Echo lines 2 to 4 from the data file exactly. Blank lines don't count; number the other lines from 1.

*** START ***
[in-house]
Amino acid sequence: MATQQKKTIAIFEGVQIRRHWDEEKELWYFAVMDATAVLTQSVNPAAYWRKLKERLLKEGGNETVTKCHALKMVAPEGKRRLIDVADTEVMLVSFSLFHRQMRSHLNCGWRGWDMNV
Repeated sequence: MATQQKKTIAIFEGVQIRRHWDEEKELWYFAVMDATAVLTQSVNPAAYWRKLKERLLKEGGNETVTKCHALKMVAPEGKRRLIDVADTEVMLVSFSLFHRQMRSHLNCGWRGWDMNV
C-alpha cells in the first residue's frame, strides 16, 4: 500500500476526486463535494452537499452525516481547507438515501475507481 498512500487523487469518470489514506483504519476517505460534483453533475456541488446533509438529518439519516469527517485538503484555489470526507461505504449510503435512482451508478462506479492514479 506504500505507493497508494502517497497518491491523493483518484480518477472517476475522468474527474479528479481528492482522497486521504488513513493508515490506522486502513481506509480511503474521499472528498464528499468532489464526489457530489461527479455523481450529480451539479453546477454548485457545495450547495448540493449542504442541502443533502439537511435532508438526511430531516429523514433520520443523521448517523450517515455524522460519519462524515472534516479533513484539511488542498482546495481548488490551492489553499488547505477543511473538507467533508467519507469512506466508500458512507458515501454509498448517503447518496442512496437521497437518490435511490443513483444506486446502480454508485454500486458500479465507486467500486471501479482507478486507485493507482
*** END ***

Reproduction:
Amino acid sequence: MATQQKKTIAIFEGVQIRRHWDEEKELWYFAVMDATAVLTQSVNPAAYWRKLKERLLKEGGNETVTKCHALKMVAPEGKRRLIDVADTEVMLVSFSLFHRQMRSHLNCGWRGWDMNV
Repeated sequence: MATQQKKTIAIFEGVQIRRHWDEEKELWYFAVMDATAVLTQSVNPAAYWRKLKERLLKEGGNETVTKCHALKMVAPEGKRRLIDVADTEVMLVSFSLFHRQMRSHLNCGWRGWDMNV
C-alpha cells in the first residue's frame, strides 16, 4: 500500500476526486463535494452537499452525516481547507438515501475507481 498512500487523487469518470489514506483504519476517505460534483453533475456541488446533509438529518439519516469527517485538503484555489470526507461505504449510503435512482451508478462506479492514479 506504500505507493497508494502517497497518491491523493483518484480518477472517476475522468474527474479528479481528492482522497486521504488513513493508515490506522486502513481506509480511503474521499472528498464528499468532489464526489457530489461527479455523481450529480451539479453546477454548485457545495450547495448540493449542504442541502443533502439537511435532508438526511430531516429523514433520520443523521448517523450517515455524522460519519462524515472534516479533513484539511488542498482546495481548488490551492489553499488547505477543511473538507467533508467519507469512506466508500458512507458515501454509498448517503447518496442512496437521497437518490435511490443513483444506486446502480454508485454500486458500479465507486467500486471501479482507478486507485493507482